• toughening mechanism;
  • nanocomposite;
  • clay;
  • polymer blend;
  • crazing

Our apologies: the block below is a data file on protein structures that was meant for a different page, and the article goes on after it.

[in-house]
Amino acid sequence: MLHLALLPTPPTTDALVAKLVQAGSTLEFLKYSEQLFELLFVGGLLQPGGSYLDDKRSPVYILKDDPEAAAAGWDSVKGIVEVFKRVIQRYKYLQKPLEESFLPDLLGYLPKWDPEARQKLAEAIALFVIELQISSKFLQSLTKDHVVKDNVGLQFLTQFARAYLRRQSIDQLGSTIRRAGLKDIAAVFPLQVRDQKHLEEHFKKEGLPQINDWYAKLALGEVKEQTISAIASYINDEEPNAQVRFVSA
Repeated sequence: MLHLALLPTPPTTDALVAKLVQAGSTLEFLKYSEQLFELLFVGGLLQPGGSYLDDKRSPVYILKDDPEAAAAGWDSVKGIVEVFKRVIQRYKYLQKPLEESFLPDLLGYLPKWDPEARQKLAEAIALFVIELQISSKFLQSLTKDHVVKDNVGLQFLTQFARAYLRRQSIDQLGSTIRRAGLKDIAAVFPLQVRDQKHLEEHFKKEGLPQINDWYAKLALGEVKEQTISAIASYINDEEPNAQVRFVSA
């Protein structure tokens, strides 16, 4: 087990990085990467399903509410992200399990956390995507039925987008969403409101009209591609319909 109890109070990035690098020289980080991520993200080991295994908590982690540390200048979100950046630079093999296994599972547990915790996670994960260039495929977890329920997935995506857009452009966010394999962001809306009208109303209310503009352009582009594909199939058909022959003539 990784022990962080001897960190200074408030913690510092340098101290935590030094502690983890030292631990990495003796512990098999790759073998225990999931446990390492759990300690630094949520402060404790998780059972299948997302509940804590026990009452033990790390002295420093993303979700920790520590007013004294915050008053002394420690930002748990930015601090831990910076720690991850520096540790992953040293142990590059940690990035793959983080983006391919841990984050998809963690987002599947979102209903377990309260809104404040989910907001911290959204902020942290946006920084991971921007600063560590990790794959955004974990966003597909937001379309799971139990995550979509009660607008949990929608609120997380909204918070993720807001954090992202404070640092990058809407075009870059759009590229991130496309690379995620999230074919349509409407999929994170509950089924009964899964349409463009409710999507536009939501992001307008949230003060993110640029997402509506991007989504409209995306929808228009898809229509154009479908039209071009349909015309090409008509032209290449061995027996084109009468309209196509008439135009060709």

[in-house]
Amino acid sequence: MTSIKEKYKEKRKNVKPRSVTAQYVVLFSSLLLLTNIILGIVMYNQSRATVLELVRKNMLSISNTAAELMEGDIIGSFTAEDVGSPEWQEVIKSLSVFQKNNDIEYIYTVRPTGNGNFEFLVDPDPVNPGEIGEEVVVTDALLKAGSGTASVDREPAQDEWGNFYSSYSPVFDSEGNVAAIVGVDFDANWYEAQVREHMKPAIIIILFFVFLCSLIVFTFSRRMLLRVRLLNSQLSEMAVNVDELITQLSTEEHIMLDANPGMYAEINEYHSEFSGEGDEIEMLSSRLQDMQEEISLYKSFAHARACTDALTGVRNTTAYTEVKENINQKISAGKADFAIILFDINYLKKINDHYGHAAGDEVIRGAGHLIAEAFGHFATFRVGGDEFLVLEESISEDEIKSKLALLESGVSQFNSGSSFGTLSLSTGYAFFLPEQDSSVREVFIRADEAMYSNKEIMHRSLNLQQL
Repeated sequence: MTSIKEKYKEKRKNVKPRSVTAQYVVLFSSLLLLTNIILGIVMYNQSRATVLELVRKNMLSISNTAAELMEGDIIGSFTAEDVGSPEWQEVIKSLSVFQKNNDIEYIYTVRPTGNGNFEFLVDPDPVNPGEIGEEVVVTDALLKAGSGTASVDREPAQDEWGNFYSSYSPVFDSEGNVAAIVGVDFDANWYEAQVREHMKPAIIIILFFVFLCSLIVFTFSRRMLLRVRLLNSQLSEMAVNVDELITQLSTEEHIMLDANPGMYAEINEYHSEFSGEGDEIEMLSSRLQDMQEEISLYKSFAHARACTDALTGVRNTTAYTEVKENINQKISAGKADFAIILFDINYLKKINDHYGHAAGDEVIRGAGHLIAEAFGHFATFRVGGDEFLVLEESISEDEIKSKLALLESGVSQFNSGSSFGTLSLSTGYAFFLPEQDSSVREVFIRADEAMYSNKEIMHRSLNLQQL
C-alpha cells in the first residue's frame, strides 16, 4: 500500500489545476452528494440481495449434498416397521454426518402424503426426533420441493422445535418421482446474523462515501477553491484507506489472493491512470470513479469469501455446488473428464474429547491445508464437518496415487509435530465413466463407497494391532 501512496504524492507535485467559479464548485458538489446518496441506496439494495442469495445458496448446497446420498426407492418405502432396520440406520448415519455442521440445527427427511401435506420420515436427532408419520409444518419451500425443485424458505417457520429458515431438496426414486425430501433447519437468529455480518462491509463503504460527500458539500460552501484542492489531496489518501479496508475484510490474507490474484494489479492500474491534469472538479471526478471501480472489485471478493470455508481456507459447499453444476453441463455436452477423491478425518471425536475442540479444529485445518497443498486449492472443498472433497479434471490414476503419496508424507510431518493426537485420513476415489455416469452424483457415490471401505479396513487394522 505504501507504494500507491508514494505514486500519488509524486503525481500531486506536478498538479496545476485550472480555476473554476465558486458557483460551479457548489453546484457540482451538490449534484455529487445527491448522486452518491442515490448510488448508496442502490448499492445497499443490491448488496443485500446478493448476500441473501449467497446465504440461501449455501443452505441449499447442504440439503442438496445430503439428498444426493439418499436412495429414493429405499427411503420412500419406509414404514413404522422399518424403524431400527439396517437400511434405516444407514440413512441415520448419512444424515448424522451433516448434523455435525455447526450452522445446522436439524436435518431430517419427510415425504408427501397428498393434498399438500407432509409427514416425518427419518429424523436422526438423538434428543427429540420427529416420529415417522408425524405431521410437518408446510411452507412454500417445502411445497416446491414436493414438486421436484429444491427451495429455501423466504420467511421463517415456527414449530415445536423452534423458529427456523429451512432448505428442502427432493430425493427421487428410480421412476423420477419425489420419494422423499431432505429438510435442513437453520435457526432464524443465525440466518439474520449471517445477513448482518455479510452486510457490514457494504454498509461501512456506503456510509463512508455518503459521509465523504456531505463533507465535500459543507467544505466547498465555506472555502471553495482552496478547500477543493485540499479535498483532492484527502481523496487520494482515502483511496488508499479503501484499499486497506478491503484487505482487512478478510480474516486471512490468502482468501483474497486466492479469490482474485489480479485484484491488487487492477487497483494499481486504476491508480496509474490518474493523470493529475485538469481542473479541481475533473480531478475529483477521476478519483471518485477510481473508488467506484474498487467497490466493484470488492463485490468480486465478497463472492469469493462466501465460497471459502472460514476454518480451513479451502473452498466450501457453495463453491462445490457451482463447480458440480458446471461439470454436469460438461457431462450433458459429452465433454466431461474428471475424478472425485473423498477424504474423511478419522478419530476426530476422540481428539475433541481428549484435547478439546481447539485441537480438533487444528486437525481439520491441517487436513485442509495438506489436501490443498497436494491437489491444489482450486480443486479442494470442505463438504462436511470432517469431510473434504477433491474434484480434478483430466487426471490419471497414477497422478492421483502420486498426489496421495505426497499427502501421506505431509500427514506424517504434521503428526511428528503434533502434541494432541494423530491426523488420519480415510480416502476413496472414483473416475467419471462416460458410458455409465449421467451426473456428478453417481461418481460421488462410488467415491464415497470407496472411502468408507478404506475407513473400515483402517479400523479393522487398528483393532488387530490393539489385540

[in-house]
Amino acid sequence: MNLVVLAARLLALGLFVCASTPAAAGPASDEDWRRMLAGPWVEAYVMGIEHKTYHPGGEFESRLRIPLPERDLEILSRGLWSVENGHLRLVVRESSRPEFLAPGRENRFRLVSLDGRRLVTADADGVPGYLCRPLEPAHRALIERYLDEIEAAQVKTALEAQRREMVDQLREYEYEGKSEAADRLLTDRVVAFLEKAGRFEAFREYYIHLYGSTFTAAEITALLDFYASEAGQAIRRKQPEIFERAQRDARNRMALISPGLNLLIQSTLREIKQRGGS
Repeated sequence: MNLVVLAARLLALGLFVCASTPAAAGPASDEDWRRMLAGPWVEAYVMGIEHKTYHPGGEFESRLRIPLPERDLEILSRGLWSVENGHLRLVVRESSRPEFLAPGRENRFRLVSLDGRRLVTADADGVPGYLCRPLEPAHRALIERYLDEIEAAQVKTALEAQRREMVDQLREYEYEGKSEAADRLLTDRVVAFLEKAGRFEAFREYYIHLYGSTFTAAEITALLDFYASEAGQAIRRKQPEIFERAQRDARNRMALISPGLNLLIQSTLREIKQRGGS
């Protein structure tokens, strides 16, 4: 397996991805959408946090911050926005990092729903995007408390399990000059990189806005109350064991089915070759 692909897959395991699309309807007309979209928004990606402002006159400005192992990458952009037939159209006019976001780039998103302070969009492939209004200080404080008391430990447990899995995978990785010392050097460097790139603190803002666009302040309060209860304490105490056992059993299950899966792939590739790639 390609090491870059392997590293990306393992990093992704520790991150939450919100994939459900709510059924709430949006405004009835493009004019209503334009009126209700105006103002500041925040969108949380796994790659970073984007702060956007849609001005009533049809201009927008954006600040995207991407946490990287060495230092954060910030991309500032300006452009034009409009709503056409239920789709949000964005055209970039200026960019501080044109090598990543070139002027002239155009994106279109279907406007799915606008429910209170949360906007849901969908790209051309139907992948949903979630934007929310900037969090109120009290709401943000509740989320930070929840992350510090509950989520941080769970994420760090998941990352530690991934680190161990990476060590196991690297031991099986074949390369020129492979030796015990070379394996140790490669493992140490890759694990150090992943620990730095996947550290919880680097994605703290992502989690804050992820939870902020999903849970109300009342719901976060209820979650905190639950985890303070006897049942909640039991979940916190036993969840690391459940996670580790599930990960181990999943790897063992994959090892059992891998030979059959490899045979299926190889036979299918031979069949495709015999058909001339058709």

The toughness of a polypropylene (PP)/ethylene-octene copolymer (EOC)/maleic anhydride-grafted poly(ethylene-co-octene) (EOC-g-MA)/clay nanocomposite and blends of PP/EOC and PP/EOC/EOC-g-MA was investigated using Charpy impact and single-edge-notch tensile (SENT) tests. In order to understand the toughening mechanisms, impact fracture surfaces and damage zones of single-edge-notch samples were studied with scanning electron microscopy and transmission optical microscopy, respectively. It was observed that the addition of EOC-g-MA to PP/EOC blend led to improvements in both impact strength and fracture energy of SENT tests because of the enhanced compatibility of the blend, which resulted from reduced EOC particle size and improved interfacial adhesion, and the decreased crystallinity of PP. The incorporation of clay to PP/EOC/EOC-g-MA blend caused a further increase of the toughness, owing to the greater decrease in the size of elastomer particles, to the presence of clay tactoids inside the elastomer phase and presumably to debonding of clay layers during the low-speed SENT tests. The results of microscopic observations showed that the main toughening mechanism in PP/EOC/EOC-g-MA blend and PP/EOC/EOC-g-MA/clay nanocomposite is crazing. Copyright © 2012 Society of Chemical Industry